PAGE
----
Along with gardening work, we managed to try the ribs and beans from Smokin’ D’s, a new barbecue place in Sauk Rapids, the little burg just north of here. The verdict was split: The Texas Gal, true to her roots, prefers the ribs from Dickey’s, which originated in Dallas, while I like both the ribs and the beans from Smokin’ D’s a little more.

We also took in a movie, using a gift card someone gave us to watch good portions of California being destroyed in San Andreas. What did we get? A clichéd plot, which we expected. Indifferent acting, which was not surprising. And great special effects, which is exactly what the movie promised.

That brings us up to date, as we sit here on June 2, with the summer underway (in a cultural sense; the solstice will arrive on June 21). And in search of an idea, I pulled up the Billboard Hot 100 from June 2, 1973, when I was working at St. Cloud State, spending my mornings doing maintenance on audio-visual equipment all over the campus and my afternoons as a janitor in the Education Building.

The top ten forty-two weeks ago, as I washed projector lenses in the morning and blackboards in the afternoon, was:

“My Love” by Paul McCartney & Wings
“Daniel” by Elton John
“Frankenstein” by the Edgar Winter Group
“Pillow Talk” by Sylvia
“Tie A Yellow Ribbon Round The Ole Oak Tree” by Dawn Featuring Tony Orlando
“You Are The Sunshine Of My Life” by Stevie Wonder
“I’m Gonna Love You Just A Little More Baby” by Barry White
“Little Willy” by the Sweet
“Hocus Pocus” by Focus
“Playground In My Mind” by Clint Holmes

Boy, that’s a long way from being a great Top Ten; none of those are records I’d request to hear on the radio, either then or now, and several of them – the records by Sylvia, Dawn, the Sweet and Clint Holmes – are guaranteed to make me find another station.

But maybe I’d have turned on the radio and found something from the next ten, which would have made for a much better bit of listening:

“Drift Away” by Dobie Gray
“Reeling In The Years” by Steely Dan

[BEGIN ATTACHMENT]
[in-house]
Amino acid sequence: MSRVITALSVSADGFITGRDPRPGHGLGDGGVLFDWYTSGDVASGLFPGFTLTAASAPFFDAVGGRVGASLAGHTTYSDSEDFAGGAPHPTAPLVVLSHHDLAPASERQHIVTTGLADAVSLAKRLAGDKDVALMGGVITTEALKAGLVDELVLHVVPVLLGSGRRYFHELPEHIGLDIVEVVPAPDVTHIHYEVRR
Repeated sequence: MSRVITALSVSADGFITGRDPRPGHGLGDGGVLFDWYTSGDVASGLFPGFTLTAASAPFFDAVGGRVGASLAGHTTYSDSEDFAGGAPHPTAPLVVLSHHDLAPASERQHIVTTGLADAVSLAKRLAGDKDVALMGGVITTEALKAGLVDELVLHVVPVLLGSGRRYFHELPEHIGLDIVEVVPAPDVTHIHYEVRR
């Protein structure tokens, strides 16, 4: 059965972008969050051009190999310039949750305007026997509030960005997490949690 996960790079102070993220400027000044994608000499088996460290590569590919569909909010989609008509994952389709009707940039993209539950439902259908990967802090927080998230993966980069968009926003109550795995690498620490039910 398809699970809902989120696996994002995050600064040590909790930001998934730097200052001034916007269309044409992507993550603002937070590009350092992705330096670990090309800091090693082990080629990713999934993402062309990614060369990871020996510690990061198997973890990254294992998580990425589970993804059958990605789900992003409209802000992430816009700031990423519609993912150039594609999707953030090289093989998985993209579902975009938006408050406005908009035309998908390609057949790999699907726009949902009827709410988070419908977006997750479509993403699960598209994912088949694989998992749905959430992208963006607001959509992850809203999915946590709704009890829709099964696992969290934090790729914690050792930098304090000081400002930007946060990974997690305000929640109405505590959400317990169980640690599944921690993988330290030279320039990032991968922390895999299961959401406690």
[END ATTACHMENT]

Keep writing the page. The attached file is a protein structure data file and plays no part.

“Wildflower” by Skylark
“Give Me Love (Give Me Peace On Earth)” by George Harrison
“Stuck In The Middle With You” by Stealers Wheel
“Right Place Wrong Time” by Dr. John
“Steamroller Blues/Fool” by Elvis Presley
“I’m Doin’ Fine Now” by New York City
“Will It Go Round In Circles” by Billy Preston
“Thinking Of You” by Loggins & Messina

The record that jumps out of there for me, oddly, is “I’m Doin’ Fine Now” by New York City. I probably didn’t hear it as frequently as I heard the rest of that second ten, and I know it’s gotten much less play on oldies radio over the years than most of the rest of that bunch (along with, I would guess, the Elvis sides). But I liked it, and I recall the slight burst of satisfaction in March 1999 when the Harlem-based group’s album – also titled I’m Doin’ Fine Now – popped up in the new arrivals at Cheapo’s just a few blocks from my South Minneapolis apartment.

Did the album track sound as good in 1999 as the single had coming out of the radio twenty-six years earlier? Well, yes, mostly because it and most of the records in that second ten from June 2, 1973, offer the sound of that summer as well as any group of records I can think of. (There are a few I might add, but not many.) The single went one more spot up the chart, peaking at No. 17 (and at No. 14 on the R&B chart). It was by far the best-performing single the group ever had: four more were in or near the Hot 100, but none of them went higher than No. 79.

And you know, it still sounds pretty good today.